Events in the 1980's were somewhat different than those today, with the vast majority being "tacticals"- the public spectacles, WWII Weekends and dog & pony shows were a rarity. Military issue grenade and artillery simulators were often handed out like candy during the safety & authenticity inspections, and many events had active duty military personnel acting as referees. We simply playing WWII and no one was in any way ashamed about that fact.
Running through the woods at Weldon Spring chasing a real M4A3 Sherman tank with an original Panzerschreck that actually fired rockets (balsa wood powered by F engines) was heaven for a 15 year old. Events began Friday afternoon and ran until about lunch time on Sunday. Miles long road marches and extensive field time were the norm, and many participants were combat veterans (Vietnam, Korea, and some WWII) and their tutelage proved incredibly helpful when I joined the Army a few years later.


Wisconsin,
1980

Weldon Springs, MO
1981

LSSAH
1984-85

Pioneer OH,
1982

Camp Carlson, KY
1984

Weldon Springs, MO
1981 National


The Army: When I was 17, I had enlisted in the Marine Corps with a reserve tank battalion at Ft. Knox. This was called "split option", meaning I went to Parris Island my junior Summer, then tank school after graduation. Fortunately or not, when I showed up at the processing center to ship out, I had mononucleosis. The Gunny congratulated me on having found the only way other than "being a queer" to get out of going to PI that day. I didn't consider this all bad at the time- I had recently discovered girls and cars which seemed more fun than getting yelled at by R. Lee Ermey lookalikes for three months. However, two years later, I was bored with college and an Army recruiter promised that being a paratrooper would be fun. She was right. After basic, I was shipped to the Presidio of San Fransisco...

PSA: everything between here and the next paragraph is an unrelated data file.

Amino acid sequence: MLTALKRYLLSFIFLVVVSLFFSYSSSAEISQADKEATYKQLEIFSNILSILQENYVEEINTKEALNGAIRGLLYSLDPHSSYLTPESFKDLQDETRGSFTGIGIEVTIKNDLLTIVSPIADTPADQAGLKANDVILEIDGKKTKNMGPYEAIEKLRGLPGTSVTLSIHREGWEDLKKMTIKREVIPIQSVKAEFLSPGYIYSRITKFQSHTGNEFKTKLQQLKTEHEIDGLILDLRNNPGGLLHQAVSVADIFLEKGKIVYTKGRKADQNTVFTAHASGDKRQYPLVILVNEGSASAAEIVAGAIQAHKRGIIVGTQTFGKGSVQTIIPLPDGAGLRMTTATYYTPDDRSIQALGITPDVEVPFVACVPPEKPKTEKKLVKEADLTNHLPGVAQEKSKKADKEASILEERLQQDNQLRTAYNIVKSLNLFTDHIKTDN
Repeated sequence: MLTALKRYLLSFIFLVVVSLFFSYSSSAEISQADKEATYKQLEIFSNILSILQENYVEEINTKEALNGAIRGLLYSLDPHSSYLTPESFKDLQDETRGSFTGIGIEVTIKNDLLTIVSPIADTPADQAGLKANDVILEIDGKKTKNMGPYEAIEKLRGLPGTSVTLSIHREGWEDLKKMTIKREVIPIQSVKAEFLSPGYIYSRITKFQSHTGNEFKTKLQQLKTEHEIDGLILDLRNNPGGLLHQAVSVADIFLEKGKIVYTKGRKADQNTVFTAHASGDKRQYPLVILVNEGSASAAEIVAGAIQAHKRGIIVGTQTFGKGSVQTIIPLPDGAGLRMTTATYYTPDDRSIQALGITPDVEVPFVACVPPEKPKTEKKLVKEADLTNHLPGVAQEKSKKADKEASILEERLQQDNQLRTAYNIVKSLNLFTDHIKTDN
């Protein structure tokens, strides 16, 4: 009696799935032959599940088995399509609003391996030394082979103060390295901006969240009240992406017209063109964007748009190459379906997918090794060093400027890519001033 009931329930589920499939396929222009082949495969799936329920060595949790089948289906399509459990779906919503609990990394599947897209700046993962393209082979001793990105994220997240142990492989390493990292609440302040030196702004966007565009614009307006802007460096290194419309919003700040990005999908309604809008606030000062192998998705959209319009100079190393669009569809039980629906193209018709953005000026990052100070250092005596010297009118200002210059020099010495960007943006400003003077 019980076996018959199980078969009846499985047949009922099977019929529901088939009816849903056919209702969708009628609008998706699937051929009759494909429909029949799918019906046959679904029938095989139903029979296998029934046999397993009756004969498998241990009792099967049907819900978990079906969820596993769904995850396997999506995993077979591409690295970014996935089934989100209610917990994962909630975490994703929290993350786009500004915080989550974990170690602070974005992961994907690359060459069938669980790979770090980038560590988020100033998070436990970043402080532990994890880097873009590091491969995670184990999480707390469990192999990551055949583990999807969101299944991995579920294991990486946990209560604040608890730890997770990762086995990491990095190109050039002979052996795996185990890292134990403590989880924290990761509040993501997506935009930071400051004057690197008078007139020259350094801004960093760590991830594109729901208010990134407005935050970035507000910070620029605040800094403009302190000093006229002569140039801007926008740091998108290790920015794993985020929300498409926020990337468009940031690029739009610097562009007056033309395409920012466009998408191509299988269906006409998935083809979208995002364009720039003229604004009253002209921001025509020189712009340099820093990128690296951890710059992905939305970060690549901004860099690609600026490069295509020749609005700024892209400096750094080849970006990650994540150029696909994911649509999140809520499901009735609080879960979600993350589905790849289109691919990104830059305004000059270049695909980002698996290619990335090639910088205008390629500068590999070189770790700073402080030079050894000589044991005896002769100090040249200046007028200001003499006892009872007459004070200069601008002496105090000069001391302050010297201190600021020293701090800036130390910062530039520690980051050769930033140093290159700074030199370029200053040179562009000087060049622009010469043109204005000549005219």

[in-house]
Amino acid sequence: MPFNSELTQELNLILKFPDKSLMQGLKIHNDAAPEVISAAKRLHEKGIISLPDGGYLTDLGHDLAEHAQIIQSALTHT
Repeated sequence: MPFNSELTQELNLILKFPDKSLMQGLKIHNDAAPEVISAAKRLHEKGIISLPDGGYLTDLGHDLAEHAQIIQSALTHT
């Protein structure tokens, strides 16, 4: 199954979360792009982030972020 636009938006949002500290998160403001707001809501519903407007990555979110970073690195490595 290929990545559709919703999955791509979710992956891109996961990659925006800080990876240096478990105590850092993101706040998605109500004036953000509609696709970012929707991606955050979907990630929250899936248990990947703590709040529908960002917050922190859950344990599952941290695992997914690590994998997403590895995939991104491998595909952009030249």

next to the beach....in coed barracks. And contrary to the rumors, Army girls weren't unattractive. For 6 hours a day we learned German, then we were free to do about anything we wanted so long as we didn't get arrested. We had a ball.